Writer/director/producer Angelina Jolie makes a brave attempt at making the emotional impact of the Bosnian war visceral for viewers, but the poverty of her writing and stunted cinematic vocabulary turns this film into nothing more than a vanity project by a delusional Samaritan.
I knew Ms. Jolie had something to do with the new movie about the Bosnian war, In the Land of Blood and Honey. It wasn’t until the closing credits that I realized just how much she had done. By that point, I was looking for someone to blame for the unbelievably bad, contrived, clichéd, poorly-written, and poorly-edited mess of a film I’d witnessed. Jolie has no idea how to use the language of cinema to communicate anything other than the bluntest of messages, and, frankly, doesn’t have any idea how to use actual dialog or story to communicate anything at all.
It is absolutely true that the story of the post-Yugoslavian wars remains under-told – a series of nightmares that occurred with predictable and yet unstoppable horrors. This movie, however, surely was not the way to tell it. Even the relatively positive reviews I’ve read (Salon, Indiewire) laud her humanitarian intentions, which are not in doubt. It’s her delusional vision of her own skills and her egotistic desire to tell the story herself, in spite of a lack of any discernable storytelling ability, is what I find deeply troubling. A decent screenwriter and a director with some skill at telling stories (Alfonso Cuarón and Kathryn Bigelow leap to mind immediately) could have transformed this well-intentioned but unwatchable mess into something that actually brings an important story home to a broader world audience.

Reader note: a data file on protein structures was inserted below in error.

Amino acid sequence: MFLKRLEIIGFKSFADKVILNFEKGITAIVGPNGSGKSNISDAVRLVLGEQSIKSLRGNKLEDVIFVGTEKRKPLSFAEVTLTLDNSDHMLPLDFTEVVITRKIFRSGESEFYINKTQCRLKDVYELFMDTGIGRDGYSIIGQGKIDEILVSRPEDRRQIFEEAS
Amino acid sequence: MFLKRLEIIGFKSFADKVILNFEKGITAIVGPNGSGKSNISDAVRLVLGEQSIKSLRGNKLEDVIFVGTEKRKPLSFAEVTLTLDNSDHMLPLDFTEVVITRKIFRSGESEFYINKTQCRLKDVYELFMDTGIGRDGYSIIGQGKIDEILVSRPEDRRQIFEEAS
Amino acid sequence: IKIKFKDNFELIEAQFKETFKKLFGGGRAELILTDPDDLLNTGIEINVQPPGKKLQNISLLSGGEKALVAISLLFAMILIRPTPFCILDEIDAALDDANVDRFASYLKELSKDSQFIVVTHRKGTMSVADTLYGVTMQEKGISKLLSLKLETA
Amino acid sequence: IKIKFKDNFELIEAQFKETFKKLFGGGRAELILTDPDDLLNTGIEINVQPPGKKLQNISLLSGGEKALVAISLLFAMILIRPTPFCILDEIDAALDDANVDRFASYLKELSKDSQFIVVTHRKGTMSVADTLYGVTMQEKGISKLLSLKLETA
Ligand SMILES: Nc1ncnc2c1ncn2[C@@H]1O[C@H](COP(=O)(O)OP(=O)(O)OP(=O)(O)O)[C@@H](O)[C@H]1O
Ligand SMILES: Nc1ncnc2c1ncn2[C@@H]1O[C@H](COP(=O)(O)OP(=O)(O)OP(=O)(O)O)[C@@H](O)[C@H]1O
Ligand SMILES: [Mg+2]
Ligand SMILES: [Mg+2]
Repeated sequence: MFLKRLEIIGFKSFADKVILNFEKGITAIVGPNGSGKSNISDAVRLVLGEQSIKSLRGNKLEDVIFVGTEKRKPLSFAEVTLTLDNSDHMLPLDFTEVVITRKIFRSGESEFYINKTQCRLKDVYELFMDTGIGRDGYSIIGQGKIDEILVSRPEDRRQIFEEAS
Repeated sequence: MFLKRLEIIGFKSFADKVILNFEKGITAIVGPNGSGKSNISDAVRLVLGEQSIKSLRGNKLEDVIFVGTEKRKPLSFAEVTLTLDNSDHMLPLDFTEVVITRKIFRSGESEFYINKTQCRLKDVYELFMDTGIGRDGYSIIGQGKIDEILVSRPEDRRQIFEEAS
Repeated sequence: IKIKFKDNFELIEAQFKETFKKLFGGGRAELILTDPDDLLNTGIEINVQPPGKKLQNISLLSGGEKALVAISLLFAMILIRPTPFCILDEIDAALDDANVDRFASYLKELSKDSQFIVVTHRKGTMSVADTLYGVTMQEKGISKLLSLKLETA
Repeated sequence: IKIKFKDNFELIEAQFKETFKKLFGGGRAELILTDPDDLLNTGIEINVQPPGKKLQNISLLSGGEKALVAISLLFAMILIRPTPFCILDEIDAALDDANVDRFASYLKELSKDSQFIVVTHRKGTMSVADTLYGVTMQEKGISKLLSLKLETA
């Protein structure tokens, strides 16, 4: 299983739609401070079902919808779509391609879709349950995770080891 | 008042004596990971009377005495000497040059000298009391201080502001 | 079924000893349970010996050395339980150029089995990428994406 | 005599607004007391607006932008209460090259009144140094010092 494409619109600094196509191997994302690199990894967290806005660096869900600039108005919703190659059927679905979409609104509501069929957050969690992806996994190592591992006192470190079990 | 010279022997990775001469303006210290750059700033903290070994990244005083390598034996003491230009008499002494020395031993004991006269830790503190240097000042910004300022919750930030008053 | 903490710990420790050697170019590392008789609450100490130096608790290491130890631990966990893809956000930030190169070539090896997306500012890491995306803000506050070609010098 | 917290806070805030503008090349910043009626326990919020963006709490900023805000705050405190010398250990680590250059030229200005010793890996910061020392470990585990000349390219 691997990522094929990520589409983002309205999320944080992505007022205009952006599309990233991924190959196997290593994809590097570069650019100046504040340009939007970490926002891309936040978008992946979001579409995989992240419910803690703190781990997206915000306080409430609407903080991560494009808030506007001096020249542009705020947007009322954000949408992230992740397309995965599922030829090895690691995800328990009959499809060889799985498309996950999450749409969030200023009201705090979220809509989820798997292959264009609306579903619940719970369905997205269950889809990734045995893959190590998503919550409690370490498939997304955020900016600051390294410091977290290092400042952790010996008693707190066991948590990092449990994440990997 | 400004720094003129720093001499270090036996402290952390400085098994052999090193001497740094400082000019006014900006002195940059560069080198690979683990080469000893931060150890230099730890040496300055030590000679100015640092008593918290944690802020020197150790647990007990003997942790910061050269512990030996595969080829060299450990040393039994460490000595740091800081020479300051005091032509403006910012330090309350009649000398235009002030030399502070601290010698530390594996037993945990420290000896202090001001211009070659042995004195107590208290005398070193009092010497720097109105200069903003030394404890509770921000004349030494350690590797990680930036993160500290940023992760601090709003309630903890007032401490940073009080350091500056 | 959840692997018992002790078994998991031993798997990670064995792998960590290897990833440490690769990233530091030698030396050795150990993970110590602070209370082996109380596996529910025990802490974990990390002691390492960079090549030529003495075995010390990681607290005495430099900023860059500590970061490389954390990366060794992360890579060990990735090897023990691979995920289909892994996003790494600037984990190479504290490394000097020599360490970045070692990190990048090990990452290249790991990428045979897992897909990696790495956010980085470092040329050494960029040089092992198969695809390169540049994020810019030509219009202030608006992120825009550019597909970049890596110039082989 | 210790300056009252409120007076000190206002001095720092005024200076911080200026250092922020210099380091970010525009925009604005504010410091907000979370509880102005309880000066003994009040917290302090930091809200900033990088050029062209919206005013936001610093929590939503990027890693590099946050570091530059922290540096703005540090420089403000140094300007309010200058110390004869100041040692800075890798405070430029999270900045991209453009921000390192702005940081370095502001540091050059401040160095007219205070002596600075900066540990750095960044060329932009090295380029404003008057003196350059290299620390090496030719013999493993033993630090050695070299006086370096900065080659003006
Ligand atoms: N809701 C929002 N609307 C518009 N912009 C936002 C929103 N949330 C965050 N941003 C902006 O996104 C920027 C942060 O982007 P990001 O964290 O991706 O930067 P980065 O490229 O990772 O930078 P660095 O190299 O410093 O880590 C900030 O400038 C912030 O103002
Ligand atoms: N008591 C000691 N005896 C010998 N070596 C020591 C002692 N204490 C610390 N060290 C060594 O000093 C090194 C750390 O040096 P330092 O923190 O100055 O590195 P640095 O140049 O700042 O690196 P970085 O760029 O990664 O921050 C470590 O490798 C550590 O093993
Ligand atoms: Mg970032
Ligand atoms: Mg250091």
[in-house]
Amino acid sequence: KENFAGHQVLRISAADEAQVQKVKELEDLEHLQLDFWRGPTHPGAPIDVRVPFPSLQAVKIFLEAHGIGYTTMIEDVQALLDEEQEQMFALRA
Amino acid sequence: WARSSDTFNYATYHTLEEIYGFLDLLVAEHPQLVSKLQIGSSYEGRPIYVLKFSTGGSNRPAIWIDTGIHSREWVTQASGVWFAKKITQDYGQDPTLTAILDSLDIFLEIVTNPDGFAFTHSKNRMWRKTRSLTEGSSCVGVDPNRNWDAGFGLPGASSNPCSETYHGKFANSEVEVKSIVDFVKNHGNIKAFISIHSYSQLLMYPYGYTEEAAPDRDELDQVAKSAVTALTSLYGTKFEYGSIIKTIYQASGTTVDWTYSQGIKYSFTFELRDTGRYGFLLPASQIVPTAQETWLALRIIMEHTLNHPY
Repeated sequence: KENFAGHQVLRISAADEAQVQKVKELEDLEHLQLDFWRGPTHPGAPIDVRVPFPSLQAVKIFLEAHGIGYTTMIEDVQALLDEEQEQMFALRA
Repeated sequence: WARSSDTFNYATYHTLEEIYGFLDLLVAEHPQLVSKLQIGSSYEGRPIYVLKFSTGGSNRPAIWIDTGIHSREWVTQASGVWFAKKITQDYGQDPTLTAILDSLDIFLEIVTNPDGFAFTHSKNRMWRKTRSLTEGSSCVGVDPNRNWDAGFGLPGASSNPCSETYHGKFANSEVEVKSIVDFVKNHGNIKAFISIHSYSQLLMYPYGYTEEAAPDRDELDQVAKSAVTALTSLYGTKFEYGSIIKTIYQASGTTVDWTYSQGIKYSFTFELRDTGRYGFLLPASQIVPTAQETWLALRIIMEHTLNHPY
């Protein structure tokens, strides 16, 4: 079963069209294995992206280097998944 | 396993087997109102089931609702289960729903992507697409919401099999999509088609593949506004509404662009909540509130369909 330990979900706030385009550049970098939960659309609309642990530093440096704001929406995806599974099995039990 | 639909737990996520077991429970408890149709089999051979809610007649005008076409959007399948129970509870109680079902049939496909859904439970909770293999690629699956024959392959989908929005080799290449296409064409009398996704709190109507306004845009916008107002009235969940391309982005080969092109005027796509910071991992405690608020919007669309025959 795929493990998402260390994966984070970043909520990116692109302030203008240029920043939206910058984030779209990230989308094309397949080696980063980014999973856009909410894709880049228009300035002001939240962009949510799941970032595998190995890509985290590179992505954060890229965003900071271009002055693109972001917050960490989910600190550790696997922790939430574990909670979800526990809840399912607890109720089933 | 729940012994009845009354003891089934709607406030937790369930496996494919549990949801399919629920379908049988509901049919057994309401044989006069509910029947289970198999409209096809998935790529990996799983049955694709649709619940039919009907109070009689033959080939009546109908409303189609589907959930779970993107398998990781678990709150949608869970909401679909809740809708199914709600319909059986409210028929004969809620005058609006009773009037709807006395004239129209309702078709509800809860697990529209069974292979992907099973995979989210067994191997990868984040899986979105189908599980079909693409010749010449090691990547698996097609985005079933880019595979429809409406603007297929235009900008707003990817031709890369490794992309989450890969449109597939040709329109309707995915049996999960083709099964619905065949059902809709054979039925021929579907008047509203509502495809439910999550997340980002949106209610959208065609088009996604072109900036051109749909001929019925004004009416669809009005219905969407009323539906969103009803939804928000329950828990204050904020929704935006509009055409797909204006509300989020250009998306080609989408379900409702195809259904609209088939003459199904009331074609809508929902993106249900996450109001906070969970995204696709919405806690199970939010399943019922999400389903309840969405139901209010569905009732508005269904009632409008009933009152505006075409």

A word about the film-making before we get into the plot – it’s appalling. So often during the film, I was asking, “Who in the world is directing this mess?” The camera angles, the cuts, the editing – it’s a jumble-sale of pointless showiness and incomprehensible choices. Why does the camera circle a group of friends sitting around a table chatting? It builds a weird sort of tension, which is surely the opposite of its goal. Why does every conversation between the main characters happen in extreme close-up, but then jump cut from face to face after each line is spoken? It’s jarring and negates the presumed intention, which is to invest in the intimacy between the characters. I mean, the cinematography is just fine, and you can tell the camera people are happiest when given free rein to run around with the hand-helds during combat scenes. But the shot choices, the framing, and the editing consistently have me asking, “What is the director trying to convey by setting up the shot this way, editing it like that, putting it together like this?” A good director answers these questions without one ever thinking to ask; they convey atmosphere and plot effortlessly. The directorial flailing here is, instead, distracting.